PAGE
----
What was advertised in a colonial American newspaper 250 years ago today?
“Experience has taught him to cut hair according to art.”
Lewis Fay, a “Periwig Maker and Hair Dresser,” offered his services to the residents of Philadelphia, especially “the Ladies,” in an advertisement in the November 8, 1770, edition of the Pennsylvania Journal. His message to prospective clients was as elaborate as some of the styles that he created. As a newcomer in the city, he aimed for his advertisement to help establish his reputation.
To that end, he first informed readers that he was “From Paris,” perhaps the most cosmopolitan center of fashion on either side of the Atlantic. Hiring his services, he suggested, came with some extra cachet. Thanks to his Parisian origins, he was familiar with the “newest fashion” and had gained the experience “to cut hair according to art.” Fay proclaimed that he “can dress Ladies in fifty different manners with their own natural hair,” but for those “who have not sufficient hair” he could outfit them “with false curls so well as not to be distinguished from their natural ones.” He did so with such skill that others would not be able to recognize those “false curls” even “by the nearest inspection.” He also accepted male clients, stating that he “dresses also Gentlemen’s hair in thirty fashionable and different manners, agreeable to their faces and airs.” Fay apparently offered advice, consulting with his clients about which styles indeed suited their physical features and the impressions they wished to make on others. The hairdresser also provided ancillary services, including cutting children’s hair “at a reasonable rate” and selling products like “Pomatum, which changes the red and grey hair into black.”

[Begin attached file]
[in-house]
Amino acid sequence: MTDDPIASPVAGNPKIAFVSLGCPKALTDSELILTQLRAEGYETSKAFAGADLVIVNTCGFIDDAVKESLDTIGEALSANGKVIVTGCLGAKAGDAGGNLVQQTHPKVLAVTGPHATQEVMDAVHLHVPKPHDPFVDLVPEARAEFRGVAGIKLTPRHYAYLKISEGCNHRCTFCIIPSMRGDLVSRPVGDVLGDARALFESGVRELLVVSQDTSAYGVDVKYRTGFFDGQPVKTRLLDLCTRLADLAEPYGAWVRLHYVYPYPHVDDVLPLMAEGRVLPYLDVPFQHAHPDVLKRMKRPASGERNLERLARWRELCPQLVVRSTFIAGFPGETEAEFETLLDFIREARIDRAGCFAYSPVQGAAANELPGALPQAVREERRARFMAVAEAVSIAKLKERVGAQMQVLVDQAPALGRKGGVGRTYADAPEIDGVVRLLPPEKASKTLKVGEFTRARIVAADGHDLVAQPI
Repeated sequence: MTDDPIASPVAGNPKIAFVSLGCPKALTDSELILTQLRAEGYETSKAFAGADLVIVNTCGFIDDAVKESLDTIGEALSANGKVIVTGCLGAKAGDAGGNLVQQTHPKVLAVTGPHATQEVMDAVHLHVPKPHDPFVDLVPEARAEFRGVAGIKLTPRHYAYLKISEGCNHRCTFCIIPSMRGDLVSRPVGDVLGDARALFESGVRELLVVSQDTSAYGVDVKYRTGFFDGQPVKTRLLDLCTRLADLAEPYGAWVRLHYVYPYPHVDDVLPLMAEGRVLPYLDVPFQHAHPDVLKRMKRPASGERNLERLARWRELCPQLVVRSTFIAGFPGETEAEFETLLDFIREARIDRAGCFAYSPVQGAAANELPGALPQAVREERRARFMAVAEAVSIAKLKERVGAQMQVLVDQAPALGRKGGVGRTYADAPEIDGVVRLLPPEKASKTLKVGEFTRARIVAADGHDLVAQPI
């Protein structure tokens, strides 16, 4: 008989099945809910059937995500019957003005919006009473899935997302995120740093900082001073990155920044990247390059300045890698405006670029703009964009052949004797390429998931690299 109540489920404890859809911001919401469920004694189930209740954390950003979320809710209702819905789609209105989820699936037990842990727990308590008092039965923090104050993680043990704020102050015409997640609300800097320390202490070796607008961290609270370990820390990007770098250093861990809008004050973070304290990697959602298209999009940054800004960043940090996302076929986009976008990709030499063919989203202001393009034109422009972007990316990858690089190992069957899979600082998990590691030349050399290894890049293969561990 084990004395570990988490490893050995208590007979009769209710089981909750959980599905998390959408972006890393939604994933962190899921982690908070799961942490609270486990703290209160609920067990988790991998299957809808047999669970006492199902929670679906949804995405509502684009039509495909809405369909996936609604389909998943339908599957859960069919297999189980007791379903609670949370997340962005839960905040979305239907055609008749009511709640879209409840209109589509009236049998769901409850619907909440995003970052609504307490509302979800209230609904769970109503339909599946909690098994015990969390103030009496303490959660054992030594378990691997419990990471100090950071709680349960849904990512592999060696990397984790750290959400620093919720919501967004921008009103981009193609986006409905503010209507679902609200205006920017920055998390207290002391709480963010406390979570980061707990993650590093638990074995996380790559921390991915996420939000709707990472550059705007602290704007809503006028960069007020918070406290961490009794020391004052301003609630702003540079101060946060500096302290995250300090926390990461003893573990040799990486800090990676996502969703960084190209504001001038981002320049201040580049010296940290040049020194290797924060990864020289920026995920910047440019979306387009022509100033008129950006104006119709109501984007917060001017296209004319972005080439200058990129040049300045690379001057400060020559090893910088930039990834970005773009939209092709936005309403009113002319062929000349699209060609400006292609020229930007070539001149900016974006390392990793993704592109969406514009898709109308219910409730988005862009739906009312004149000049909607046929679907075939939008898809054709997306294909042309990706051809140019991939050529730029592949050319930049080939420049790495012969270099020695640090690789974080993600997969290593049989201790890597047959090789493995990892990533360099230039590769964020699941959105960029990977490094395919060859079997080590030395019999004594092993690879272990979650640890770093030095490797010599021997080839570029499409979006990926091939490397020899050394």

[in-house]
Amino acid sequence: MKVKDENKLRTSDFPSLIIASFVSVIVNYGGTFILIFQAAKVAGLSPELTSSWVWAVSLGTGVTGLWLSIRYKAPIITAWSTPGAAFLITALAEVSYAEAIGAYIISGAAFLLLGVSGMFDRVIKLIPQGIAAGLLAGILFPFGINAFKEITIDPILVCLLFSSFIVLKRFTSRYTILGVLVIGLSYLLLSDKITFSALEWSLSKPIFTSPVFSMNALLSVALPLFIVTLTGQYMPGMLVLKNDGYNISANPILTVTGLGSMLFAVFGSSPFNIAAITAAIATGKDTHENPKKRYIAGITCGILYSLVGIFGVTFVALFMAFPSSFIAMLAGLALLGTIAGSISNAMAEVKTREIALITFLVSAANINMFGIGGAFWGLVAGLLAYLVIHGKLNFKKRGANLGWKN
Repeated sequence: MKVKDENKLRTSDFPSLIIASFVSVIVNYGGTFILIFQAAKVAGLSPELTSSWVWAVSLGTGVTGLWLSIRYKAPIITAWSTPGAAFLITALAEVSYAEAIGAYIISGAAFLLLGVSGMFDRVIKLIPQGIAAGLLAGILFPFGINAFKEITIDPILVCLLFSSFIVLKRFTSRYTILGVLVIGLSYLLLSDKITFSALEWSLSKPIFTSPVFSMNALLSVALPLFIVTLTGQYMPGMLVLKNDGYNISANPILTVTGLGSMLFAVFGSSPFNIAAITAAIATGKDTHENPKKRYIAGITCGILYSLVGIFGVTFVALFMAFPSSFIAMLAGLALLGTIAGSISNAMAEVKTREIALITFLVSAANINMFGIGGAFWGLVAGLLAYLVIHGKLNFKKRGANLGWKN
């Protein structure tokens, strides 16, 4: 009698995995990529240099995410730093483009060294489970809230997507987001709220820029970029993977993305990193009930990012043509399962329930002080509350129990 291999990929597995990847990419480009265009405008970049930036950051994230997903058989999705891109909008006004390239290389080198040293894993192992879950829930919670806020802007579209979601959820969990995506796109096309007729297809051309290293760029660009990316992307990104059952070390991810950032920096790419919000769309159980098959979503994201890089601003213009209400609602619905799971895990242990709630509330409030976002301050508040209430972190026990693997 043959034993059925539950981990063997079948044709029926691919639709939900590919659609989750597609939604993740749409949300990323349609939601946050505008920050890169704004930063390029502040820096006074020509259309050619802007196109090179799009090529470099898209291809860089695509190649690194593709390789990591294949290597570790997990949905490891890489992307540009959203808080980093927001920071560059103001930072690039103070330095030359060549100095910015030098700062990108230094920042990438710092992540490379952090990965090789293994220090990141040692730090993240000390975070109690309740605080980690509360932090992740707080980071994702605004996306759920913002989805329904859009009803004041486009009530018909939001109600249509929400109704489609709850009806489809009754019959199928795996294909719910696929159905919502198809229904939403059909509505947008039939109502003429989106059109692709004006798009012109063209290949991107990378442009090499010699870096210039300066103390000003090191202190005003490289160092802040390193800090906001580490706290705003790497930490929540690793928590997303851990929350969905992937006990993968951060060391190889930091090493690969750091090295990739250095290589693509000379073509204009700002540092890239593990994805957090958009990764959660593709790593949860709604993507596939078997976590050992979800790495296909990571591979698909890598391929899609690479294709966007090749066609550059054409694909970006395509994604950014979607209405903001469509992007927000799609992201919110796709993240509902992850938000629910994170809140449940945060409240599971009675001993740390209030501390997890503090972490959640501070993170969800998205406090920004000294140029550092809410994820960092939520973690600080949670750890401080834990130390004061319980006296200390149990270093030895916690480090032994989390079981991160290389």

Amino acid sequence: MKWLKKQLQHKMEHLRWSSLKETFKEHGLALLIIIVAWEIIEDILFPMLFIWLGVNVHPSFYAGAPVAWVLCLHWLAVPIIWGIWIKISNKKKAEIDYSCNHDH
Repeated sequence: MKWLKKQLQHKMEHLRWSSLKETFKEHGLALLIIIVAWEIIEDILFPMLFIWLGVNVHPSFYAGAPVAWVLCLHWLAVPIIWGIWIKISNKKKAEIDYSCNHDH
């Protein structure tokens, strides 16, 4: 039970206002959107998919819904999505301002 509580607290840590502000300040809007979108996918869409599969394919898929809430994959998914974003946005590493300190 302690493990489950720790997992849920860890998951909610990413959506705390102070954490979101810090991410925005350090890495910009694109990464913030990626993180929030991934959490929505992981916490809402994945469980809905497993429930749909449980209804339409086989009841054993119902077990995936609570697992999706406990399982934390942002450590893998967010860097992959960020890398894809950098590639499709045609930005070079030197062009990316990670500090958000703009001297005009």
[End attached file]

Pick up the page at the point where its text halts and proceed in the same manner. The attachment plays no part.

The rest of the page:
Although he was new in town, Fay anticipated running a thriving shop in Strawberry Alley. Expecting that his services would certainly be in demand, the French hairdresser instructed ladies who would “favour him with their commands” to make appointments at least a day in advance. Otherwise, they might end up being “disappointed” due to “previous engagements” that would prevent Fay from dressing their hair. He sought to incite demand for his services through puffery that emphasized his origins and skills while lending the impression that his services were already popular among genteel ladies in the city.